The Nursing Home Crisis Continues to Unfold

The president’s State of the Union address adds a sense of urgency to this crisis in America’s healthcare system.

Coming off another week working inside the hospital walls in my case management world, I have another topic to discuss related to President Biden’s initiatives – specifically, Biden’s pledge to provide the country with better nursing homes. I am sure we all remember the horrific news of elderly residents dying of COVID during our first wave of the pandemic. By the end of 2021, approximately 200,000 long-term care residents and staff members had died of COVID, which equates to nearly a quarter of all our COVID deaths thus far.

The focus on quality ratings and educating our communities on post-acute services had started before COVID, when the Centers for Medicare & Medicaid Services (CMS) began publicly reporting skilled nursing facilities’ (SNFs’) star ratings in late 2018. Then, in late 2019 came CMS’s ruling and updates for discharge planning requirements, to include quality measures or ratings as part of the patient choice process for post-acute placement. Under value-based arrangements, many hospitals and health systems started working in collaboratives across the continuum to elevate performance and help improve quality of care for their patients going to post-acute care. 

However, the level of mortality with COVID is requiring more muscle. The Biden Administration intends to conduct research this year regarding the minimum required staffing levels at nursing homes, and potentially roll out mandates for all facilities shortly thereafter.

CMS plans to require the phasing out of shared rooms, particularly addressing facilities that have three or more residents in a room. They are also planning to beef up their penalties, reporting requirements, and scrutiny of nursing homes, especially those that are owned by private equity firms. In fact, private equity firms that own poorly performing nursing homes could face significant penalties, including permanent legal implications.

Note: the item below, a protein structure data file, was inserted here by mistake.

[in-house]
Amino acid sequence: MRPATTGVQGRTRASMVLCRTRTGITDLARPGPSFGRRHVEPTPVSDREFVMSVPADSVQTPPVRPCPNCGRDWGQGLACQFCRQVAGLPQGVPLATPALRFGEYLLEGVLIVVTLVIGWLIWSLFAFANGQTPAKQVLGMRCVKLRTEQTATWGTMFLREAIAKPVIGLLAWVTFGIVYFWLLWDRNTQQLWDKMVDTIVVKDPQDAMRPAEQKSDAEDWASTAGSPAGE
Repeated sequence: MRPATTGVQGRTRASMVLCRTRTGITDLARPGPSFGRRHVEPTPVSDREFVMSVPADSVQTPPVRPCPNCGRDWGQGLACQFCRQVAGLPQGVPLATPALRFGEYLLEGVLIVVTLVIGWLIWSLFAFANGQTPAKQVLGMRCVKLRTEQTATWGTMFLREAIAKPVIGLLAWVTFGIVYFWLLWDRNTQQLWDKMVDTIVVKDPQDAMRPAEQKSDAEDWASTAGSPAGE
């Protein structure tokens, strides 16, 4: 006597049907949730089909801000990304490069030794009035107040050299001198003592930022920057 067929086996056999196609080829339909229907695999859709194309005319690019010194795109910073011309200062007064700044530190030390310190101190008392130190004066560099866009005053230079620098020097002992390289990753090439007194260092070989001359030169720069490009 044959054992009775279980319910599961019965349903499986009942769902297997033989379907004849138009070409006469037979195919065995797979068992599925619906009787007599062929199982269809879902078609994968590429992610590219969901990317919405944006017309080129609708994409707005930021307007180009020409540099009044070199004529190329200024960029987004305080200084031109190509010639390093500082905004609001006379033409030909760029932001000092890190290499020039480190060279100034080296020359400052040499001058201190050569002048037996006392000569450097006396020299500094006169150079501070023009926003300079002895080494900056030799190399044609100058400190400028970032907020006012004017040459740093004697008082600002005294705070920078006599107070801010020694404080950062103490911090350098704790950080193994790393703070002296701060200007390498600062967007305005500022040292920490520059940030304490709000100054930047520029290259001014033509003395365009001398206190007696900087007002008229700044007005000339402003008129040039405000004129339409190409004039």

The need to improve care for our elderly is dire. However, as we continue to face significant staffing shortages across hospital systems, I am unsure where the staff is going to come from for nursing homes. Patients often are sitting in hospitals waiting for days for a bed to open at a post-acute facility, because of limited staffing. With limited bed availability has also come an ample supply of patient referrals for top-choice facilities. The unintended consequence is that facilities can pick the best patients from the pile, which means that those who are more complex or underinsured sit in the hospital as unlikely candidates for placement.

Case managers are working with patients and families to send referrals out to outlying communities and across regions to see who is willing to accept a patient to free up a hospital bed. Often, the choices available for placement are not five-star facilities. Imagine the physician and case manager telling a family that they are ready to discharge a loved one to a two-star or one-star facility, because those are the only ones available that take their insurance and have a bed available. 

This is a conversation we have all too often. And thus, the patient and family naturally request to stay in the hospital, where they feel they will be safer and more cared for until another facility becomes available, or they can figure out how to go home and access home care services.

So today I ask, how many of you think that SNFs will be prepared to increase staffing ratios for patient care by the end of the year? For the results of the survey, click here.

Programming Note: Listen to Tiffany Ferguson’s live reports on SDoH Mondays on Monitor Mondays, 10 Eastern.

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